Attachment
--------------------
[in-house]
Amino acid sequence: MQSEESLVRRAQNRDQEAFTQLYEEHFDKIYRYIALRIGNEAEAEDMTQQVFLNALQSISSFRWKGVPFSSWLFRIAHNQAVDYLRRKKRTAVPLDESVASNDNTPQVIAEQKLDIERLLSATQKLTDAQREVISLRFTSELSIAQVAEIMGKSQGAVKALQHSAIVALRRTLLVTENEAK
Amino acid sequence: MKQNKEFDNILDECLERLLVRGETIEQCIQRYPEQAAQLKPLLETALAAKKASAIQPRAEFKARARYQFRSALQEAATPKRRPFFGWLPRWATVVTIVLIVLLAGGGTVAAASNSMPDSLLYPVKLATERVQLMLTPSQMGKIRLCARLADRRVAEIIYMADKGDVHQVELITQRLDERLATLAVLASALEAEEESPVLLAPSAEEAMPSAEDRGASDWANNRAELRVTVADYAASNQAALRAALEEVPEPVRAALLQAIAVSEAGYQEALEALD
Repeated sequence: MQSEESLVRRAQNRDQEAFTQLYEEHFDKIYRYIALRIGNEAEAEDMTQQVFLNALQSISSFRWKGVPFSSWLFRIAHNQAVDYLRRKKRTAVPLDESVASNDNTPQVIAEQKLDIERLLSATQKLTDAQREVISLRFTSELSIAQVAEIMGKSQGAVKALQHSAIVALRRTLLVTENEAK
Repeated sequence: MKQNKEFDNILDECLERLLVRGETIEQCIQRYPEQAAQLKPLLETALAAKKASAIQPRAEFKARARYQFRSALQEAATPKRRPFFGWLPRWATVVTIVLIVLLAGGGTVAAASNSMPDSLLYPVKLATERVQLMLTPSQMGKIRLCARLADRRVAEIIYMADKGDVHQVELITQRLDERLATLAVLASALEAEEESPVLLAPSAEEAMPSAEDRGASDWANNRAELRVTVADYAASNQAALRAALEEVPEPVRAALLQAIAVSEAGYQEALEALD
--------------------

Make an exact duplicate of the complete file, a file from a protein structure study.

[in-house]
Amino acid sequence: MQSEESLVRRAQNRDQEAFTQLYEEHFDKIYRYIALRIGNEAEAEDMTQQVFLNALQSISSFRWKGVPFSSWLFRIAHNQAVDYLRRKKRTAVPLDESVASNDNTPQVIAEQKLDIERLLSATQKLTDAQREVISLRFTSELSIAQVAEIMGKSQGAVKALQHSAIVALRRTLLVTENEAK
Amino acid sequence: MKQNKEFDNILDECLERLLVRGETIEQCIQRYPEQAAQLKPLLETALAAKKASAIQPRAEFKARARYQFRSALQEAATPKRRPFFGWLPRWATVVTIVLIVLLAGGGTVAAASNSMPDSLLYPVKLATERVQLMLTPSQMGKIRLCARLADRRVAEIIYMADKGDVHQVELITQRLDERLATLAVLASALEAEEESPVLLAPSAEEAMPSAEDRGASDWANNRAELRVTVADYAASNQAALRAALEEVPEPVRAALLQAIAVSEAGYQEALEALD
Repeated sequence: MQSEESLVRRAQNRDQEAFTQLYEEHFDKIYRYIALRIGNEAEAEDMTQQVFLNALQSISSFRWKGVPFSSWLFRIAHNQAVDYLRRKKRTAVPLDESVASNDNTPQVIAEQKLDIERLLSATQKLTDAQREVISLRFTSELSIAQVAEIMGKSQGAVKALQHSAIVALRRTLLVTENEAK
Repeated sequence: MKQNKEFDNILDECLERLLVRGETIEQCIQRYPEQAAQLKPLLETALAAKKASAIQPRAEFKARARYQFRSALQEAATPKRRPFFGWLPRWATVVTIVLIVLLAGGGTVAAASNSMPDSLLYPVKLATERVQLMLTPSQMGKIRLCARLADRRVAEIIYMADKGDVHQVELITQRLDERLATLAVLASALEAEEESPVLLAPSAEEAMPSAEDRGASDWANNRAELRVTVADYAASNQAALRAALEEVPEPVRAALLQAIAVSEAGYQEALEALD